russian food, part three

This post isn’t actually about Russian food. It is, rather, about the food Katie eats in Russia.

Anticipatory apology to my parents/anyone who feels invested in my wellbeing. You may want to skip this post.

My day begins with breakfast, a maximum of 6 minutes after I roll out of bed in the morning. Yes, my metabolism is overactive.

Breakfast consists of a combination of cornflakes/granola and yogurt/milk. The four options afforded by this graph are way too overwhelming, so I usually have only one product of each category in my room at a time. Right now, though, I have cornflakes AND granola. This means I actually have to think in the mornings.

If my milk-product-of-the-week has gone bad unexpectedly (which happens, since the yogurt I buy has a 5-day lifespan, and the milk is only drinkable for 3 days before it becomes… well… edible), I eat bread with cheese or an apple instead.

At some point between breakfast and lunch, I eat an apple, a mandarin, or salted peanuts.

For lunch, I sometimes eat at the school cafeteria, but more often I eat open-faced sandwiches and veggies. Some examples from the past week:

I don’t require a lot of variety in my diet, but what I do comes in the choice of bread (brown or white?) and vegetable (pepper or tomato? or fruit?? wow). I can also choose my cheese/meat, but I tend to only buy one package of meat and one of cheese at a time, for minimum food waste.

Then, between lunch and dinner, I eat another apple or a pirozhok, usually while walking from one class to another. When it’s cold out, this results in blue hands, but it’s worth it for a full stomach.

For dinner, it often happens that I am fed by well-meaning Russian friends (“Do you eat, ever? Here, have this 5-egg omelet”). This is awesome, even if sometimes it results in overstuffing. These meals do not always include the quantity of vegetable matter I myself would choose, but they fill me up and make me feel like a real human. For all the other days, there’s “rabbit food.” This is a dish that consists of lentils, barley, onion, and garlic, which I make every so often and can last me up to one week in the fridge, or two in the freezer. For fun, I add cut-up veggies, cheese, spices, and/or olive oil.

My rabbit food elicits various reactions that all carry the same tone of judgment… “That can’t taste good.” “Is that your dinner?” “Are you on a diet??” The answers: “Good enough.” “Yes, it is.” “No, I’m not.” The reasoning behind this dish is simple. I eat in order to not be hungry, and to give my body the nutrients it needs. This meal fills me up, and it covers most of the major food groups (protein, carb, dairy, veggie, fat). Plus I only have to prepare it once a week. AND it travels nicely. Win-win-win-win. Highly recommend.

Then, before bed, I usually end up eating bread with butter, olive oil, or peanut butter, or a few slices of cheese.

So this is my average pattern. However, sometimes I feel inspired (read: have guests) and make actual food (this happens about once every 7-10 days). “Actual food” still usually comes in the form of a single dish, because I can’t quite get my head around planning separate parts to a meal. This could mean fried rice, potatoes with some onion-apple-pork stirfry splotched on top, or any of the following…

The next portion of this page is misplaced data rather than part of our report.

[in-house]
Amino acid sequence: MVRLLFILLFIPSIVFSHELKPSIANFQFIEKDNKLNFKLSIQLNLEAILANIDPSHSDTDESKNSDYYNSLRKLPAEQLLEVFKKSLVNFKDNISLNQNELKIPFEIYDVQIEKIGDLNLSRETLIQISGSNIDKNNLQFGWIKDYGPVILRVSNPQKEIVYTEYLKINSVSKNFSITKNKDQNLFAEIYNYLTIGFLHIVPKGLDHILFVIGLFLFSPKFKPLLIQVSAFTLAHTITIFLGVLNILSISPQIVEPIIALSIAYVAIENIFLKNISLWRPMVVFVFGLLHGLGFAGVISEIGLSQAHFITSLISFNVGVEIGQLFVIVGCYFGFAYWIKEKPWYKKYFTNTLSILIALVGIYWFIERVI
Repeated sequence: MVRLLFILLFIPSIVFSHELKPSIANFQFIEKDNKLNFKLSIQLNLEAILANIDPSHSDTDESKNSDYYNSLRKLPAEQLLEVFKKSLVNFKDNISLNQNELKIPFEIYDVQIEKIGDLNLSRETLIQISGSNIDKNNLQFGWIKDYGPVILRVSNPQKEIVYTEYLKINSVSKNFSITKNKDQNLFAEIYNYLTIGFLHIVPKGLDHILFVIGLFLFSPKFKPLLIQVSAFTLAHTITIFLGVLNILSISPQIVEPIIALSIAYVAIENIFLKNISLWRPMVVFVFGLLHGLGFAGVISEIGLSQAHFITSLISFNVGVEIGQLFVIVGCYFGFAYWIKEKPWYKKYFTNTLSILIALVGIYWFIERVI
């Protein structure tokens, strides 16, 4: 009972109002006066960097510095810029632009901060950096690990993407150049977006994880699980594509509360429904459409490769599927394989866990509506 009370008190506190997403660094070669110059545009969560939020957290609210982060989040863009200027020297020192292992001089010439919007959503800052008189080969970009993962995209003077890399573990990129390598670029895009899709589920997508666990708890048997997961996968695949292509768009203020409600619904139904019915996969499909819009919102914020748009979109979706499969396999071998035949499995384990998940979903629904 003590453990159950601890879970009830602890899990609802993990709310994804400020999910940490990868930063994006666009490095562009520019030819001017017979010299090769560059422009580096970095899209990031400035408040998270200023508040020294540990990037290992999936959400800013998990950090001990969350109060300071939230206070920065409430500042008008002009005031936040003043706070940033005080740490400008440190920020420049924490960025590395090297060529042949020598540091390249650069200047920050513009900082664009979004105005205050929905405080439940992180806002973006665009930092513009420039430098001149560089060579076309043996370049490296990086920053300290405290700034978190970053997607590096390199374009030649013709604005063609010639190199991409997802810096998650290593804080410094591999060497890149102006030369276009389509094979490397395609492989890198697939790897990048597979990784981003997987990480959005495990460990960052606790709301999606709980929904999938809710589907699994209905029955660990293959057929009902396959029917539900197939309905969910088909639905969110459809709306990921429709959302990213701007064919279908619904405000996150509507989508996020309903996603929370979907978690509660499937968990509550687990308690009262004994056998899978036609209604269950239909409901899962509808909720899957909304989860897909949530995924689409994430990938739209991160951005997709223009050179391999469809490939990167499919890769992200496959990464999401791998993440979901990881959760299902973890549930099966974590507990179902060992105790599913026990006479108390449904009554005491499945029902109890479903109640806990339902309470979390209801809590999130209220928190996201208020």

I AM a real person! I CAN cook! Sort of.

What I have been doing a lot of recently is baking. Russians love American baked goods… I mean, how would you feel if you encountered brownies for the first time at 56? Or even 23? I’ve gained myself a reputation as a baker, which is hilarious, since I hate making things precisely by recipes (as may be inferred by my choices of savory cooking pictured above). Anyone, especially my sister, could tell you that I have no special gift for pastry. Actually, that’s not entirely true: my special gift is that I am an accomplished googler with an advanced command of the English language. In Russia, that makes all the difference. Here, enjoy pictures…

Not pictured but also popular: pumpkin pie (x4), apple pie (x2), pumpkin chocolate chip bread, brownies (x3 with Snickers, x3 without), chocolate chip cookies (x2), snickerdoodles, honey-egg bread. I need to start remembering to photograph these things.

The takeaway: Mom, I’m getting through just fine, but I’m already excited about the cheeseburger and salad we’re going to have when I get home. T-58 days.

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2 thoughts on “russian food, part three

  1. Would like to try your butternut squash cookies! We have had good luck with that or sweet potatoes in biscuits. I am impressed with the wonderful food options you have compared to my stays from 1967 to 97. I must say the food choices to an American were best in the 70’s. 97 was a disaster! My worst was when I was housed in a well known санаторий/пансионат outside of Sochi. A breakfast of white rice and a hot dog, being the only American there I didn’t have an credibility so I didn’t mention that it wasn’t “sausage”, but I know a hot dog, or frankfurter if you choose, when I see one. Cосинка ни как нельзя не говоре о колбасе! Not having your resolve , I gave up my wonderful massages and moved to Догомис because I was told it was Yeltsins favorite place. Food was better than with the lower classes but I really messed up giving up my daily back treatments! Всего хорошего! Дядя Рон

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  2. The butternut squash cookies look so good! Will you make some for us in 53 plus a few days? Can’t wait to have you back! Love, Nana

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